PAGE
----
The point is, you can’t succeed on Wattpad in any capacity without ingratiating yourself into the Wattpad community.

Want more reads?  You have to do some reading yourself. Once people see you’re an active reader and commenter, they want to see your work.  Then they vote or comment and their followers see.

Want more comments?  Join a book club.  Wattpad has some of the best book clubs around.  Think about it – groups of talented writers who are in turn dedicated readers looking at your work every week.  Writers are the best readers because they know what works in writing and what doesn’t – and they’re going to let you know.  Then they read, vote and comment and their followers see.

See where I’m going with this?

Wattpad has an great forum called Improve Your Writing.  If you haven’t been yet, you should go now.  Well, finish reading, but then go!  Every day they’re doing exercises meant to get you writing better so that your work is the best it can be! Seriously, get over there right now.

Snoop Dogg says "But Back to the lecture at hand"

It took a while for me to figure out, just like it takes most newbies some time. But I joined some book clubs and got some great feedback. I even had a fellow writer offer to go over a few of my chapters to help me with some editing.

Here’s the Wattpad Effect – I did the same thing in return for someone else.  I read a fabulous book.  I mean, one of the most creative storylines I’ve ever read. It had everything I love – paranormal, romance, mystery, original lore, action and a whole host of other things. Bad part, it had some structure issues that made the writing a bit hard to follow.  But, since someone offered to help me out and it did wonders for me, I offered to do the same thing for this writer.

Turns out, English is her second/third language and that technical aspect was hard for her. Heck, I barely speak one language and I got it wrong! So, I offered to help and from what I know, she did the same for another author.

That is the Wattpad Effect. The butterfly effect is real y’all.

That ripple that spreads from one author to the next.  The hand up. The “atta boy” from your followers or friends when you do something well.  The critiques that are always meant to help. It goes beyond reads, votes or popularity.  Far beyond awards or accolades (though those are nice too).

That’s what makes Wattpad the community that it is.

I don’t know if I’ll ever traditionally publish a book.  At this point in time, it’s on the outer edges of my radar but not really anywhere important. What I do know is, at this point in time, I have a place where I can go, post my writing and get honest feedback.

If you’re a writer and haven’t joined Wattpad yet, I don’t know what you’re waiting for!

So it begins…

Here I am folks.  Pen name Jenni Rose, here for your reading pleasure.

I thought I’d take an opportunity and start a blog.  I’d like a space where I get to share some of the interesting reads I find out there on the interwebs.  Between Wattpad, Amazon and a few other sites I’ve been on, there are some really great writers out there.  I’d love to be able to share them!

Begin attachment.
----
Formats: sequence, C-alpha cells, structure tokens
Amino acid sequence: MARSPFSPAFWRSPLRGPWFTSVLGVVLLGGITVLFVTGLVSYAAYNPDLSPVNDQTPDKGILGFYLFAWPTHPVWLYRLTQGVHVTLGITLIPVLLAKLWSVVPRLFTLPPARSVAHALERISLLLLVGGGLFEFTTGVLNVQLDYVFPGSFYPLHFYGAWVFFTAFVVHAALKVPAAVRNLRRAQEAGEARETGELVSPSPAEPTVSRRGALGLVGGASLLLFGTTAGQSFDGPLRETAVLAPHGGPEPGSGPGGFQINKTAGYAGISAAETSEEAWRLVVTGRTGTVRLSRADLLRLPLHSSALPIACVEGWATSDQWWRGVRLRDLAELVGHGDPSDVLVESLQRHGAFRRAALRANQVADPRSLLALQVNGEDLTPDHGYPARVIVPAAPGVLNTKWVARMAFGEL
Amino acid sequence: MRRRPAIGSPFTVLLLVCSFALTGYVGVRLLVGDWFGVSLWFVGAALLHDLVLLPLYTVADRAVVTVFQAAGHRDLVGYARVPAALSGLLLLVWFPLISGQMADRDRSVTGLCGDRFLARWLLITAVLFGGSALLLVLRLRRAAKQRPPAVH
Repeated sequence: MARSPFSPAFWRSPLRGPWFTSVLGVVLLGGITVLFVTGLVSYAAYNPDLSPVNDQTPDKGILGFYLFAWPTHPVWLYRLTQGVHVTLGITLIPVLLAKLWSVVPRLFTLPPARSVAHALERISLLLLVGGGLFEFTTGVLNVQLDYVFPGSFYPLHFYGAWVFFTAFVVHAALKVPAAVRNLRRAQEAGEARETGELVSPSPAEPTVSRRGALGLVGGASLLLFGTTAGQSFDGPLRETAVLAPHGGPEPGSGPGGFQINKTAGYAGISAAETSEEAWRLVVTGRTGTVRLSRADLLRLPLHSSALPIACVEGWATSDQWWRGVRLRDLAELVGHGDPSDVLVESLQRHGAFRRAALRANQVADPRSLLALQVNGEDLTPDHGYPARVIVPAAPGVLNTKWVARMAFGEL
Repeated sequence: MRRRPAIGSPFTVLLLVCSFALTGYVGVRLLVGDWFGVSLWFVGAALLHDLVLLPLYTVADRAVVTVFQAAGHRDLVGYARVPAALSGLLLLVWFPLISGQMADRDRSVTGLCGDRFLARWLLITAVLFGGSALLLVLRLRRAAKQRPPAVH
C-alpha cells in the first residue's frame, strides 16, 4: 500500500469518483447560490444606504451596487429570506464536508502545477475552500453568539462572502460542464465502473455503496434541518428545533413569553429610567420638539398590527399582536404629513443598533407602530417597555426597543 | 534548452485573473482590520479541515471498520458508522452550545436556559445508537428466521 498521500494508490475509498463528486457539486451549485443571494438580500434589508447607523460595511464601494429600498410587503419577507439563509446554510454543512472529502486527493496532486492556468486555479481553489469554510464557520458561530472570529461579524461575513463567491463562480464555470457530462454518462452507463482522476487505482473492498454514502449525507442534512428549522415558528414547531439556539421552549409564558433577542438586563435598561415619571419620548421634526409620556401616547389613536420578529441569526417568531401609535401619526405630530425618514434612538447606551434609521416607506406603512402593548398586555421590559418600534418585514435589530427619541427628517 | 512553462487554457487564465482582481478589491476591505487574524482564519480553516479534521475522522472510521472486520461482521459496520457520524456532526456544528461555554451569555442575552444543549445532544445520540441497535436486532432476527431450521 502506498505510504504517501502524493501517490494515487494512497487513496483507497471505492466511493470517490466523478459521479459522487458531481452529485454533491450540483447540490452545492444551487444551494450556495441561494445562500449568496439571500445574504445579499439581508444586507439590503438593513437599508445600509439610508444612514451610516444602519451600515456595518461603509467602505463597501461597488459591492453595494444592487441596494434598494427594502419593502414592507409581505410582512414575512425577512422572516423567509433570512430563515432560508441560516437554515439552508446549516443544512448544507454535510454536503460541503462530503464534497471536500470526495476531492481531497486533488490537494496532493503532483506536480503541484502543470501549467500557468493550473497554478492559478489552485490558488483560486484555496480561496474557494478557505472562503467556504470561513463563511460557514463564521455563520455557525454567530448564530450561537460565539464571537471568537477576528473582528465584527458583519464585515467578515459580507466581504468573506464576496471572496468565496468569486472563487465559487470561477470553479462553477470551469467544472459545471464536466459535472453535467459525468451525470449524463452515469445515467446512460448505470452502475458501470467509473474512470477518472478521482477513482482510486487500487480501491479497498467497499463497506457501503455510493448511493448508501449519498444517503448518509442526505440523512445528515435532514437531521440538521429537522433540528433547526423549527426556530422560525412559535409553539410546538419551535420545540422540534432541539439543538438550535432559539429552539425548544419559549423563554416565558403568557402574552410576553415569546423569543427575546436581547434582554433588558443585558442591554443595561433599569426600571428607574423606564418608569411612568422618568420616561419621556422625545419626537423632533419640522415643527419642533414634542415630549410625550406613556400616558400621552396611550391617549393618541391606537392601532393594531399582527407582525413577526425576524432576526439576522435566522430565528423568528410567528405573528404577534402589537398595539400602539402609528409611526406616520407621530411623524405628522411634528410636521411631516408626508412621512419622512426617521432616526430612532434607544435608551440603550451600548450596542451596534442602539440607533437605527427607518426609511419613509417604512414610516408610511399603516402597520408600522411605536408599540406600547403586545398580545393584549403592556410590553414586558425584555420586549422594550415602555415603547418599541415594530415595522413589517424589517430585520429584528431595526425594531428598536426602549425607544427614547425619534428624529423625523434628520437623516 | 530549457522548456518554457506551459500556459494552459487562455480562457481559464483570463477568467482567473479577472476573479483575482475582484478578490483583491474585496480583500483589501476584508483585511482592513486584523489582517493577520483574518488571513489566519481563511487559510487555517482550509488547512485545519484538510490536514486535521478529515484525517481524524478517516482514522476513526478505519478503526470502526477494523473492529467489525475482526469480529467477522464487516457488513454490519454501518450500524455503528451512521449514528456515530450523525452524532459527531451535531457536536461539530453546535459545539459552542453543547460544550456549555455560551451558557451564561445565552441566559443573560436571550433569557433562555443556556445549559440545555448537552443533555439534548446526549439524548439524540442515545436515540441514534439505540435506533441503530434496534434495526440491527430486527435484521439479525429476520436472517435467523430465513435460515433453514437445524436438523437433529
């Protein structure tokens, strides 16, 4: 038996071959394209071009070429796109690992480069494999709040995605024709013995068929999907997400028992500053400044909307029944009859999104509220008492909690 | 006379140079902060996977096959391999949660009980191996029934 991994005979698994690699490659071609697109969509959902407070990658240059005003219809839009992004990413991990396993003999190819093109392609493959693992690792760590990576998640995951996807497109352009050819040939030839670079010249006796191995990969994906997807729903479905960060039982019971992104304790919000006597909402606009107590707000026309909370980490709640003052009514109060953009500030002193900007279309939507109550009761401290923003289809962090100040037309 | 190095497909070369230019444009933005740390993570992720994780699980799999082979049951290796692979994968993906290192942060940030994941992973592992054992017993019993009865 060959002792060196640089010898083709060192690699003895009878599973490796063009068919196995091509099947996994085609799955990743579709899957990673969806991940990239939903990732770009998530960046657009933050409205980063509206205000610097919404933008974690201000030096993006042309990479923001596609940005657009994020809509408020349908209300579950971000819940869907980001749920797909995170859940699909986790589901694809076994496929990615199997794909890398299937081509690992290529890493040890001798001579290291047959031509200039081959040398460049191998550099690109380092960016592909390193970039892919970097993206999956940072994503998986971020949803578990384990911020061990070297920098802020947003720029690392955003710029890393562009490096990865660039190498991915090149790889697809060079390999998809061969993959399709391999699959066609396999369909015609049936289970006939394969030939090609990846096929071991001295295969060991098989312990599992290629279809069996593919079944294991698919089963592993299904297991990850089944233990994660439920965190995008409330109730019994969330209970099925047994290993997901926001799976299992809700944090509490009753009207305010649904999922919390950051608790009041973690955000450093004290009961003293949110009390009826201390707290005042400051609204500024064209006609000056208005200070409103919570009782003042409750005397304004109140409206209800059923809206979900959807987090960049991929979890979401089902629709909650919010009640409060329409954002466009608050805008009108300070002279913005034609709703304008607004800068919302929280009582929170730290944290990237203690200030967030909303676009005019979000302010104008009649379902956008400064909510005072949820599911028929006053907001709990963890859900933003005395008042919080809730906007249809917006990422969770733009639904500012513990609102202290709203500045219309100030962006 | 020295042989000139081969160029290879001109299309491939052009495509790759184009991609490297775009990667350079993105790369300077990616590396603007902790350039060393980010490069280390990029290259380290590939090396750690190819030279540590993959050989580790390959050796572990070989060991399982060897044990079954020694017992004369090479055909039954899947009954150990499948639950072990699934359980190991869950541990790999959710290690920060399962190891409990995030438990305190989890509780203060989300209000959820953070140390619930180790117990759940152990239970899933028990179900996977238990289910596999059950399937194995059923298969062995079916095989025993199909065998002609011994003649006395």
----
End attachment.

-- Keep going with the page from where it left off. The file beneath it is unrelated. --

Not only that, I’d love to shamelessly plug my own works when I get a chance.  I figure, that’s where I’ll start. For now, shameless plug.  Next time, I’ll find you something fun and interesting to read. We’ll go from there.

And in the meantime, if you know of other sites that have free reads, good reads, great writers, or books I should check out – let me know! I’d love to get my hands on them!

BlindSpot is my feature work on Wattpad. It’s a new adult paranormal romance. Yeah – I like to make things complicated.   So far it’s gotten a really great response  from readers. They’ve been so kind with not just praise but critiques and helpful comments.

It most recently won a Brigade’s Award. The best part about this award is that it was voted on by the readers.  The Brigade Book Club is one of the best book clubs on Wattpad.  Every week writers in the club get matched with other writers and it creates a really positive environment where writers get invaluable feedback one their work.  If you’re a Wattpad writer and are looking for a great group – this is definitely one of them!

BlindSpot even won a Watty – which for those that don’t know – is like the Oscar’s of Wattpad. The odds are pretty long and the competition it stiff.  Like, 140,000 entries this year! It’s really an honor and one that has boosted my confidence as a writer immensely.  I’m still on cloud nine about it!

Back to the book…

Rosie, our heroine, is a medium.  As in, she sees ghosts. Living life as a recluse, Rosie accidentally gets roped into a friendship with her boss which is the last thing she’s looking for. Before she knows it she’s got a bestie, a protective surrogate older brother and a kind of boyfriend.

The only problem is, she doesn’t want any of these things.

Add into that the past the Rosie so desperately wants to keep secret, the ghosts that still torment her daily, and a warning that haunts her dreams and Rosie has her hands full.

If you’ve got time or are looking for a read – take a look!